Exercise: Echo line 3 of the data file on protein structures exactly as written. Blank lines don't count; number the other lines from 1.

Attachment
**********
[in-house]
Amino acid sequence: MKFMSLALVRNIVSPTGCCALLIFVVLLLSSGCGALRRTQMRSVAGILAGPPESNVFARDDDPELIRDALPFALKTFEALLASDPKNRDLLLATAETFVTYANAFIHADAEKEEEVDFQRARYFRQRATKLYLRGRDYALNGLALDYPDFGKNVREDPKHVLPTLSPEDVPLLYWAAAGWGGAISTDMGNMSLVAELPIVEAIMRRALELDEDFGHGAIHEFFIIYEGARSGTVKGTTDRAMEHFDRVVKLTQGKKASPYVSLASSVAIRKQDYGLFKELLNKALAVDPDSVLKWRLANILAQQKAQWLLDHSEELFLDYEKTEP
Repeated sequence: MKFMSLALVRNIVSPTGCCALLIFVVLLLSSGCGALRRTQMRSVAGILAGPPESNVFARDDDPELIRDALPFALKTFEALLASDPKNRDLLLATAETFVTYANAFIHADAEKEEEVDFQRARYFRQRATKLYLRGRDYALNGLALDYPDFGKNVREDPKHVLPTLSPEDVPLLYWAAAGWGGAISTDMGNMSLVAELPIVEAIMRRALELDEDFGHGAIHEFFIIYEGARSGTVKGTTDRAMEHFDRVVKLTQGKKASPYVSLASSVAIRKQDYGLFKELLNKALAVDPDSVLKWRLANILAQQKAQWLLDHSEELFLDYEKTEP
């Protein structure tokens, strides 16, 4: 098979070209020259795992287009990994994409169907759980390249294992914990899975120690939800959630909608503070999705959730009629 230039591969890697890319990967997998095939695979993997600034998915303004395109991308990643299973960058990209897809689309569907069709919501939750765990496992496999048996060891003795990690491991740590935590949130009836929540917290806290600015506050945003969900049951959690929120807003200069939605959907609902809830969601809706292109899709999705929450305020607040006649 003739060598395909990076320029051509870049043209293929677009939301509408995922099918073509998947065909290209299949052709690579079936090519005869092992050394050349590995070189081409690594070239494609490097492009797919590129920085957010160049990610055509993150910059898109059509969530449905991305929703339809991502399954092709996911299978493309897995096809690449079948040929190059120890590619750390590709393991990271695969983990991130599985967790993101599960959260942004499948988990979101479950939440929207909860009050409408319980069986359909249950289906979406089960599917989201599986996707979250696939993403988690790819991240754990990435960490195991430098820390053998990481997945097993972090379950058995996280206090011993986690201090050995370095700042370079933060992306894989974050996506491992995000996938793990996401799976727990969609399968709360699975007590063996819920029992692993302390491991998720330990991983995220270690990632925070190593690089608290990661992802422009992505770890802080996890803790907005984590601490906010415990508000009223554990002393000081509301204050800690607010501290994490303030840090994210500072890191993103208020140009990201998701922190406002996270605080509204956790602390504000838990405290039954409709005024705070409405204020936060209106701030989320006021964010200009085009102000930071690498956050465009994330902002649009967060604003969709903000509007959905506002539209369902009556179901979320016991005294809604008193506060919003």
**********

Repeated sequence: MKFMSLALVRNIVSPTGCCALLIFVVLLLSSGCGALRRTQMRSVAGILAGPPESNVFARDDDPELIRDALPFALKTFEALLASDPKNRDLLLATAETFVTYANAFIHADAEKEEEVDFQRARYFRQRATKLYLRGRDYALNGLALDYPDFGKNVREDPKHVLPTLSPEDVPLLYWAAAGWGGAISTDMGNMSLVAELPIVEAIMRRALELDEDFGHGAIHEFFIIYEGARSGTVKGTTDRAMEHFDRVVKLTQGKKASPYVSLASSVAIRKQDYGLFKELLNKALAVDPDSVLKWRLANILAQQKAQWLLDHSEELFLDYEKTEP